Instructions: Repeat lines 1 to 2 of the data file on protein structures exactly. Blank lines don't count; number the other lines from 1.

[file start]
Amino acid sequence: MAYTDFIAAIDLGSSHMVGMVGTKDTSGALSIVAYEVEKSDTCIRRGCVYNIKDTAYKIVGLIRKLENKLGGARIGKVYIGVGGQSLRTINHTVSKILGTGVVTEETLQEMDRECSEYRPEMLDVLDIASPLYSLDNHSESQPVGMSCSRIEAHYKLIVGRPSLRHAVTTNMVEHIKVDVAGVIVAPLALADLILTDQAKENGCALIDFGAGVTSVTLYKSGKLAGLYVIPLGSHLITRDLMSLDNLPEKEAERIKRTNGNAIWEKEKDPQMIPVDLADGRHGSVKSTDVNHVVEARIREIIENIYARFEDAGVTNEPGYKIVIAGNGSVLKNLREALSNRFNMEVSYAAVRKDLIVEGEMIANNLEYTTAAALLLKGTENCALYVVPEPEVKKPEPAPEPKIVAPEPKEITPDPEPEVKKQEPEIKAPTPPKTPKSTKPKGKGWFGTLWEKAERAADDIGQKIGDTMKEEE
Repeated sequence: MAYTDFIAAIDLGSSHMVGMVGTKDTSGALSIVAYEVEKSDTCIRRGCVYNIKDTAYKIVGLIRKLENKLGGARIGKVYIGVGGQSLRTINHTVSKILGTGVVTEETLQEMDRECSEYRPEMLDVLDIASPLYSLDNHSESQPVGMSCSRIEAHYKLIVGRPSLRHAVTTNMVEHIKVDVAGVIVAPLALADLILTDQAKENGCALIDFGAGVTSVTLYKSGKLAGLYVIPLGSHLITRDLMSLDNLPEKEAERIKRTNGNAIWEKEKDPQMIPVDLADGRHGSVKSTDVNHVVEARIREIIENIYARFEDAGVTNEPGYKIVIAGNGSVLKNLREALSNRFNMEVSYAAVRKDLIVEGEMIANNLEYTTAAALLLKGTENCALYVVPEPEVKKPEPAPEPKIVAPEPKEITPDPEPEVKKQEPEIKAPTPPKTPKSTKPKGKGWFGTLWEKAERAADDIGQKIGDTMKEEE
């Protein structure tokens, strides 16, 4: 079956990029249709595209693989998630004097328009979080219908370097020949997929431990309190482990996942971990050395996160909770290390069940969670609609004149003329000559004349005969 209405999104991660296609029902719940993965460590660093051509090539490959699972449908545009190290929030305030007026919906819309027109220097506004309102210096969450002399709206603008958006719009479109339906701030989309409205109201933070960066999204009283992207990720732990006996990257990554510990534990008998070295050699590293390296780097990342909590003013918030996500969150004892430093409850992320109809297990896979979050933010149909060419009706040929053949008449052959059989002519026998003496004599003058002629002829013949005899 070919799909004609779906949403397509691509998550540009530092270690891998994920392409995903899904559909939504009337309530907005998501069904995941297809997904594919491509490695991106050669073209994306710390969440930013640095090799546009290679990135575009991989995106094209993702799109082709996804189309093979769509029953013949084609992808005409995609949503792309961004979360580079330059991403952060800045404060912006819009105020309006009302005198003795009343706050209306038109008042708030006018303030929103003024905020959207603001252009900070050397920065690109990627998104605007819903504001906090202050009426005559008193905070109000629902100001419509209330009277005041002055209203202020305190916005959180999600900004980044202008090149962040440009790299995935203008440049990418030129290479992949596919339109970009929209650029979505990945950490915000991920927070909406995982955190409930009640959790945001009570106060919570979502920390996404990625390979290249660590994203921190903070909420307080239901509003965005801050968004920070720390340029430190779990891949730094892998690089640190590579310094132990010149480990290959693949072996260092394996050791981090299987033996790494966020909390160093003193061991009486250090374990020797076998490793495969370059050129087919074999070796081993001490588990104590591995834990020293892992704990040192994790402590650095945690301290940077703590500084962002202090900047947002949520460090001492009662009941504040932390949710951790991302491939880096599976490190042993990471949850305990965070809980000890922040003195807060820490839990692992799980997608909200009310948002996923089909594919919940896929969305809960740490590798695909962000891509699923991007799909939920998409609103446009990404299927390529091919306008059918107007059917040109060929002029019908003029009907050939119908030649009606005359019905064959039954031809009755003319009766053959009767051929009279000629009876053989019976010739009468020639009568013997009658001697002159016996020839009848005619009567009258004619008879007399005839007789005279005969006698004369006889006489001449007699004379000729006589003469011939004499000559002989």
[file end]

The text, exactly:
Amino acid sequence: MAYTDFIAAIDLGSSHMVGMVGTKDTSGALSIVAYEVEKSDTCIRRGCVYNIKDTAYKIVGLIRKLENKLGGARIGKVYIGVGGQSLRTINHTVSKILGTGVVTEETLQEMDRECSEYRPEMLDVLDIASPLYSLDNHSESQPVGMSCSRIEAHYKLIVGRPSLRHAVTTNMVEHIKVDVAGVIVAPLALADLILTDQAKENGCALIDFGAGVTSVTLYKSGKLAGLYVIPLGSHLITRDLMSLDNLPEKEAERIKRTNGNAIWEKEKDPQMIPVDLADGRHGSVKSTDVNHVVEARIREIIENIYARFEDAGVTNEPGYKIVIAGNGSVLKNLREALSNRFNMEVSYAAVRKDLIVEGEMIANNLEYTTAAALLLKGTENCALYVVPEPEVKKPEPAPEPKIVAPEPKEITPDPEPEVKKQEPEIKAPTPPKTPKSTKPKGKGWFGTLWEKAERAADDIGQKIGDTMKEEE
Repeated sequence: MAYTDFIAAIDLGSSHMVGMVGTKDTSGALSIVAYEVEKSDTCIRRGCVYNIKDTAYKIVGLIRKLENKLGGARIGKVYIGVGGQSLRTINHTVSKILGTGVVTEETLQEMDRECSEYRPEMLDVLDIASPLYSLDNHSESQPVGMSCSRIEAHYKLIVGRPSLRHAVTTNMVEHIKVDVAGVIVAPLALADLILTDQAKENGCALIDFGAGVTSVTLYKSGKLAGLYVIPLGSHLITRDLMSLDNLPEKEAERIKRTNGNAIWEKEKDPQMIPVDLADGRHGSVKSTDVNHVVEARIREIIENIYARFEDAGVTNEPGYKIVIAGNGSVLKNLREALSNRFNMEVSYAAVRKDLIVEGEMIANNLEYTTAAALLLKGTENCALYVVPEPEVKKPEPAPEPKIVAPEPKEITPDPEPEVKKQEPEIKAPTPPKTPKSTKPKGKGWFGTLWEKAERAADDIGQKIGDTMKEEE